Much of the Earth’s biosphere has been converted into production ecosystems, i.e. ecosystems simplified and homogenized for the production of one or a few harvestable species (Nyström et al. 2019). Urbanization is a force in homogenizing and altering biodiversity in landscapes and seascapes (Seto et al. 2012b), and over the past decade land-use change (Meyfroidt et al. 2018) accounted for nearly a quarter of all anthropogenic greenhouse gas emissions (Arneth et al. 2019).

The increase in homogeneity worldwide denotes the establishment of a global standard food supply, which is relatively species rich at the national level, but species poor globally (Khoury et al. 2014). Globally, local varieties and breeds of domesticated plants and animals are disappearing (Diaz et al. 2018). Land-use intensification homogenizes biodiversity in local assemblages of species worldwide (Newbold et al. 2018) and counteracts a positive association between species richness and dietary quality. It also affects ecosystem services and wellbeing in low- and middle-income countries (Lachat et al. 2018; Vang Rasmussen et al. 2018). In much of the world more than half, up to 90%, of locally adapted varieties of major crop species (e.g. wheat and rice) have been lost due to replacement by single high-yielding varieties (Heal et al. 2004).

The simplification and intensification of production ecosystems and their tight connectivity with international markets have yielded a global production ecosystem that is very efficient in delivering goods to markets, but globally homogeneous, highly interconnected, and characterized by weakened internal feedbacks that mask or dilute the signals of loss of ecosystem resilience to consumers (Nyström et al. 2019; Ortiz et al. 2021). In addition, the global food trade network has over the past 20 years become progressively delocalized as a result of globalization (that is, modularity has been reduced) and as connectivity and homogeneity increase, shocks that were previously contained within a geographical area or a sector are becoming globally contagious and more prevalent (Tamea et al. 2016; Tu et al. 2019; Kummu et al. 2020).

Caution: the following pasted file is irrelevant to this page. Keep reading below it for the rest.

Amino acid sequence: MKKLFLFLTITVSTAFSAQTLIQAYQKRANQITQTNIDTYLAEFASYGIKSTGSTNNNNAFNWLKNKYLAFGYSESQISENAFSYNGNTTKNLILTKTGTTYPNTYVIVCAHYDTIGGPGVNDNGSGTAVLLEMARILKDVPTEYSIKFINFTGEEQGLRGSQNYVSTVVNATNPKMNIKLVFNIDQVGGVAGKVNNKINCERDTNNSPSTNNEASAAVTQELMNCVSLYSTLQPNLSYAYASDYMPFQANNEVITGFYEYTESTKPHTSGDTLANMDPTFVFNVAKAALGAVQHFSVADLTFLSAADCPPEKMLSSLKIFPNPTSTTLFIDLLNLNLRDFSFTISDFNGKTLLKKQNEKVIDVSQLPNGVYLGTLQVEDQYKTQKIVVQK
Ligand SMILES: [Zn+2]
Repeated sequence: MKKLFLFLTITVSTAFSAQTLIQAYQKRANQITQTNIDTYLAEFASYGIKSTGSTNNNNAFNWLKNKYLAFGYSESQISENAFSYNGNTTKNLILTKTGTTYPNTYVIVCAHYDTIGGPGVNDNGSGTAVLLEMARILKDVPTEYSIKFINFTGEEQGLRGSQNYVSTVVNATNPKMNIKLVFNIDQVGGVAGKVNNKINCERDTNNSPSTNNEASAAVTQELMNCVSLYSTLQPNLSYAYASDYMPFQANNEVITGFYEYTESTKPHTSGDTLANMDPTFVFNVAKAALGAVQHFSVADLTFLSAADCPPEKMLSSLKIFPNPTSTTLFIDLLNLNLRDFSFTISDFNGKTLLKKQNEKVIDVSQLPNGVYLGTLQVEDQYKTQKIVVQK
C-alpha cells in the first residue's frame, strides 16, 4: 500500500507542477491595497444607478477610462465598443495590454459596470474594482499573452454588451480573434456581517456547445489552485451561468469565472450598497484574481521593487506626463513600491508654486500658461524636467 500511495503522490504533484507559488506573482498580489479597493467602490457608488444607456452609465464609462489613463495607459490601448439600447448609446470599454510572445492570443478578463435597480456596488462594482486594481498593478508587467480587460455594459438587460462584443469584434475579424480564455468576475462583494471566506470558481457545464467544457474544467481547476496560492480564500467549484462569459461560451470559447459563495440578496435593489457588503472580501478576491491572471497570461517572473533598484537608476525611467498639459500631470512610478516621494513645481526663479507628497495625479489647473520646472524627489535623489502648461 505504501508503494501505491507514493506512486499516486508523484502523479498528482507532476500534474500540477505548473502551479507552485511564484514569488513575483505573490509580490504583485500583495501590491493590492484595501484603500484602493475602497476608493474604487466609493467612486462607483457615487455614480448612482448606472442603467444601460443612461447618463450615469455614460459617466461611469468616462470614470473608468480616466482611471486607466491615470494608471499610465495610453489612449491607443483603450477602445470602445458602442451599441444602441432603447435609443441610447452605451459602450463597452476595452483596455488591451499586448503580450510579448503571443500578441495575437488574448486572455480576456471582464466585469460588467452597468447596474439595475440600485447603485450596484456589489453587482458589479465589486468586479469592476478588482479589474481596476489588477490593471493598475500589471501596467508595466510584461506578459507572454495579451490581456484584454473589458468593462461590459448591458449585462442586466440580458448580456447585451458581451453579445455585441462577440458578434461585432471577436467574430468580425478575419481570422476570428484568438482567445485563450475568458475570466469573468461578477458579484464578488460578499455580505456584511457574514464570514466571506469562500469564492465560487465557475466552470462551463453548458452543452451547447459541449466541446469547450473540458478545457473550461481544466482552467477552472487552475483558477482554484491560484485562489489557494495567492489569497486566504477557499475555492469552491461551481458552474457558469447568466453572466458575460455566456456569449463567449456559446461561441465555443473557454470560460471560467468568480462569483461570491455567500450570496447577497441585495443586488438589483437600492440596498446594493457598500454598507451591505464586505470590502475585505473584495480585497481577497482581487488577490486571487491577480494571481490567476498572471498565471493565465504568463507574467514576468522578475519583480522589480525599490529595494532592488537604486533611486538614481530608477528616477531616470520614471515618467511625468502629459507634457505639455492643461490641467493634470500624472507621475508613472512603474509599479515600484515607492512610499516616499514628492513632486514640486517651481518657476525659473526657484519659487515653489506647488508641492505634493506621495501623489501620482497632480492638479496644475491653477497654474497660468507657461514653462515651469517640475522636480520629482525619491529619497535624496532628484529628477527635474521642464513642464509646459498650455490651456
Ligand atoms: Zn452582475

Homogenization reduces resilience, the capacity to live and develop with change and uncertainty, and therby the diversity of ways in which species, people, sectors, and institutions can respond to change as well as their potential to functionally complement each other (Biggs et al. 2012; Grêt-Regamey et al. 2019; Nyström et al. 2019). In addition, homogeneous landscapes lack the diversity of ecosystem types for resilient responses when a single homogeneous landscape patch, such as a production forest or crop, is devastated by pathogens or declines in economic value. In addition, such ecosystem simplification and degradation increase the likelihood of disease emergence, including novel viruses (Myers and Patz 2009). In parallel, people, places, cultures, and economies are increasingly linked across geographical locations and socioeconomic contexts, making people and planet intertwined at all scales.

Evidence suggests that homogenization, simplification, intensification, strong connections, as well as suppression of variance, increase the likelihood of regime shifts, or critical transitions with thresholds and tipping points (Scheffer et al. 2012; Carpenter et al. 2015). These shifts may interact and cascade, thereby causing change at very large scales with severe implications for the wellbeing of human societies (Hughes et al. 2013; Rocha et al. 2018). Comparison of the present extent of biosphere conversion with past global-scale regime shifts suggests that global-scale biosphere regime shift is more than plausible (Barnosky et al. 2012). The biotic hallmark for each earlier biosphere regime shifts was pronounced change in global, regional, and local assemblages of species (Barnosky et al. 2012).